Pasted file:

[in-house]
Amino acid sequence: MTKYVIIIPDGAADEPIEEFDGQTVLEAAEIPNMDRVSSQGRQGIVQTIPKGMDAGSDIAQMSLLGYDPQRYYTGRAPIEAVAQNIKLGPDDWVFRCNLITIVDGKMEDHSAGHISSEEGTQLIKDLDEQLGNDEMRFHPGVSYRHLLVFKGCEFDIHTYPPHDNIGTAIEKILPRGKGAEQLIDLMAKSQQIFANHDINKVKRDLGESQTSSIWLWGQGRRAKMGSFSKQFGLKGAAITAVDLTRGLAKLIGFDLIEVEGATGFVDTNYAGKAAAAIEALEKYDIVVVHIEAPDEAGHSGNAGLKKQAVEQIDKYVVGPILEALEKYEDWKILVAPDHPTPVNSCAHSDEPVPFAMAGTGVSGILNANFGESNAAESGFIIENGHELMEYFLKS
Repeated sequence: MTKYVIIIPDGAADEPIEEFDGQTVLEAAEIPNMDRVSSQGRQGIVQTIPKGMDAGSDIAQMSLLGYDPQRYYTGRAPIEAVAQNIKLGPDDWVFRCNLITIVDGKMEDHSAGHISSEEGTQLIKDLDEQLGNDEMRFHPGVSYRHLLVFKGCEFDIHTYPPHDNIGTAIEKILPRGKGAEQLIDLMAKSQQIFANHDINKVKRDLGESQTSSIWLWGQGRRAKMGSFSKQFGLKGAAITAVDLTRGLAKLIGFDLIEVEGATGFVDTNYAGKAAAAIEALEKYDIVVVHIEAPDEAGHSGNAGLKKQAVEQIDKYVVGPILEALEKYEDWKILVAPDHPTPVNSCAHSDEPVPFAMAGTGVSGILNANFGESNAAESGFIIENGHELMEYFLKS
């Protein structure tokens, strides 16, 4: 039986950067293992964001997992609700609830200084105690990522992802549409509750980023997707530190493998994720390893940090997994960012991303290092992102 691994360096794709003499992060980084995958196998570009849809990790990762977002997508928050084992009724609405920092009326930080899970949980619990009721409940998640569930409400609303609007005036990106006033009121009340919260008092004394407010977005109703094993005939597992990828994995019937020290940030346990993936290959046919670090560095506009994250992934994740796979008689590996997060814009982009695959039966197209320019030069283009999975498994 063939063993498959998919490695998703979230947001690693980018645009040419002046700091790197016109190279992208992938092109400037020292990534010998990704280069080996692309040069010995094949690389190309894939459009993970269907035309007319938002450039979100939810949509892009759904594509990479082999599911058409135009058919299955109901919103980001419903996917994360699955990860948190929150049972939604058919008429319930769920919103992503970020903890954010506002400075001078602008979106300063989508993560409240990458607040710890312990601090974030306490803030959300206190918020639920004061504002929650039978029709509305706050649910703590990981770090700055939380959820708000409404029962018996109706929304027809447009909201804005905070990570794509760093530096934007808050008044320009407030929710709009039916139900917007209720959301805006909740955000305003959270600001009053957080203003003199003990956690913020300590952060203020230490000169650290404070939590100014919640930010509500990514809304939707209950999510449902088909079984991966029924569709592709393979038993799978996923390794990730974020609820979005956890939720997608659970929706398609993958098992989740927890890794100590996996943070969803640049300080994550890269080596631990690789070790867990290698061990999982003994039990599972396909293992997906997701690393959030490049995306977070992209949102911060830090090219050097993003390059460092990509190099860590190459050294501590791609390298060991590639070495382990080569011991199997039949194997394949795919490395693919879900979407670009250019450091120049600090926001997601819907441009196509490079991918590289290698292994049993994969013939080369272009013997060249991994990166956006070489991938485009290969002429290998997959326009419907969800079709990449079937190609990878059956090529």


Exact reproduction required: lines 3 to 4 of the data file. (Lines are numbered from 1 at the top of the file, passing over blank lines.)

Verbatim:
Repeated sequence: MTKYVIIIPDGAADEPIEEFDGQTVLEAAEIPNMDRVSSQGRQGIVQTIPKGMDAGSDIAQMSLLGYDPQRYYTGRAPIEAVAQNIKLGPDDWVFRCNLITIVDGKMEDHSAGHISSEEGTQLIKDLDEQLGNDEMRFHPGVSYRHLLVFKGCEFDIHTYPPHDNIGTAIEKILPRGKGAEQLIDLMAKSQQIFANHDINKVKRDLGESQTSSIWLWGQGRRAKMGSFSKQFGLKGAAITAVDLTRGLAKLIGFDLIEVEGATGFVDTNYAGKAAAAIEALEKYDIVVVHIEAPDEAGHSGNAGLKKQAVEQIDKYVVGPILEALEKYEDWKILVAPDHPTPVNSCAHSDEPVPFAMAGTGVSGILNANFGESNAAESGFIIENGHELMEYFLKS
């Protein structure tokens, strides 16, 4: 039986950067293992964001997992609700609830200084105690990522992802549409509750980023997707530190493998994720390893940090997994960012991303290092992102 691994360096794709003499992060980084995958196998570009849809990790990762977002997508928050084992009724609405920092009326930080899970949980619990009721409940998640569930409400609303609007005036990106006033009121009340919260008092004394407010977005109703094993005939597992990828994995019937020290940030346990993936290959046919670090560095506009994250992934994740796979008689590996997060814009982009695959039966197209320019030069283009999975498994 063939063993498959998919490695998703979230947001690693980018645009040419002046700091790197016109190279992208992938092109400037020292990534010998990704280069080996692309040069010995094949690389190309894939459009993970269907035309007319938002450039979100939810949509892009759904594509990479082999599911058409135009058919299955109901919103980001419903996917994360699955990860948190929150049972939604058919008429319930769920919103992503970020903890954010506002400075001078602008979106300063989508993560409240990458607040710890312990601090974030306490803030959300206190918020639920004061504002929650039978029709509305706050649910703590990981770090700055939380959820708000409404029962018996109706929304027809447009909201804005905070990570794509760093530096934007808050008044320009407030929710709009039916139900917007209720959301805006909740955000305003959270600001009053957080203003003199003990956690913020300590952060203020230490000169650290404070939590100014919640930010509500990514809304939707209950999510449902088909079984991966029924569709592709393979038993799978996923390794990730974020609820979005956890939720997608659970929706398609993958098992989740927890890794100590996996943070969803640049300080994550890269080596631990690789070790867990290698061990999982003994039990599972396909293992997906997701690393959030490049995306977070992209949102911060830090090219050097993003390059460092990509190099860590190459050294501590791609390298060991590639070495382990080569011991199997039949194997394949795919490395693919879900979407670009250019450091120049600090926001997601819907441009196509490079991918590289290698292994049993994969013939080369272009013997060249991994990166956006070489991938485009290969002429290998997959326009419907969800079709990449079937190609990878059956090529």